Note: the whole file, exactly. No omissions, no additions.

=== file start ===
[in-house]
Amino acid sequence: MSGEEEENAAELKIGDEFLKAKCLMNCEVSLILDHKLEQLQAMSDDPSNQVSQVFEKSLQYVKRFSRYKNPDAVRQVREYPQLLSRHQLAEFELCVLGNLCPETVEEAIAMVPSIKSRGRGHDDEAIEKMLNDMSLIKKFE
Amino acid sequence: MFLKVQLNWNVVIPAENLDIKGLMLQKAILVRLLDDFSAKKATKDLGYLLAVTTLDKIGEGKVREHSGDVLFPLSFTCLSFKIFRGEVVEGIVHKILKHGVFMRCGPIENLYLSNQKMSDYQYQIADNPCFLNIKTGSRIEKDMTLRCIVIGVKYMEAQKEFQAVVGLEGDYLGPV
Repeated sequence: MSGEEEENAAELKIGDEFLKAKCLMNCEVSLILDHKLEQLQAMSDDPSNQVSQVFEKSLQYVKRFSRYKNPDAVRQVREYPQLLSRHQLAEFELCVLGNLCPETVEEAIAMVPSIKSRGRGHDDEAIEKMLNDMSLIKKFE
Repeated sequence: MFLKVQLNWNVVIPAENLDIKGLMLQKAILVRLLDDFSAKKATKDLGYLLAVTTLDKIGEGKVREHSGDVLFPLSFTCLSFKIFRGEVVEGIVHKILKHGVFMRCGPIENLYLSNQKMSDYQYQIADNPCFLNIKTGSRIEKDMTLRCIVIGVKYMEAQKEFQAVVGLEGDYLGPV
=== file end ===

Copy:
[in-house]
Amino acid sequence: MSGEEEENAAELKIGDEFLKAKCLMNCEVSLILDHKLEQLQAMSDDPSNQVSQVFEKSLQYVKRFSRYKNPDAVRQVREYPQLLSRHQLAEFELCVLGNLCPETVEEAIAMVPSIKSRGRGHDDEAIEKMLNDMSLIKKFE
Amino acid sequence: MFLKVQLNWNVVIPAENLDIKGLMLQKAILVRLLDDFSAKKATKDLGYLLAVTTLDKIGEGKVREHSGDVLFPLSFTCLSFKIFRGEVVEGIVHKILKHGVFMRCGPIENLYLSNQKMSDYQYQIADNPCFLNIKTGSRIEKDMTLRCIVIGVKYMEAQKEFQAVVGLEGDYLGPV
Repeated sequence: MSGEEEENAAELKIGDEFLKAKCLMNCEVSLILDHKLEQLQAMSDDPSNQVSQVFEKSLQYVKRFSRYKNPDAVRQVREYPQLLSRHQLAEFELCVLGNLCPETVEEAIAMVPSIKSRGRGHDDEAIEKMLNDMSLIKKFE
Repeated sequence: MFLKVQLNWNVVIPAENLDIKGLMLQKAILVRLLDDFSAKKATKDLGYLLAVTTLDKIGEGKVREHSGDVLFPLSFTCLSFKIFRGEVVEGIVHKILKHGVFMRCGPIENLYLSNQKMSDYQYQIADNPCFLNIKTGSRIEKDMTLRCIVIGVKYMEAQKEFQAVVGLEGDYLGPV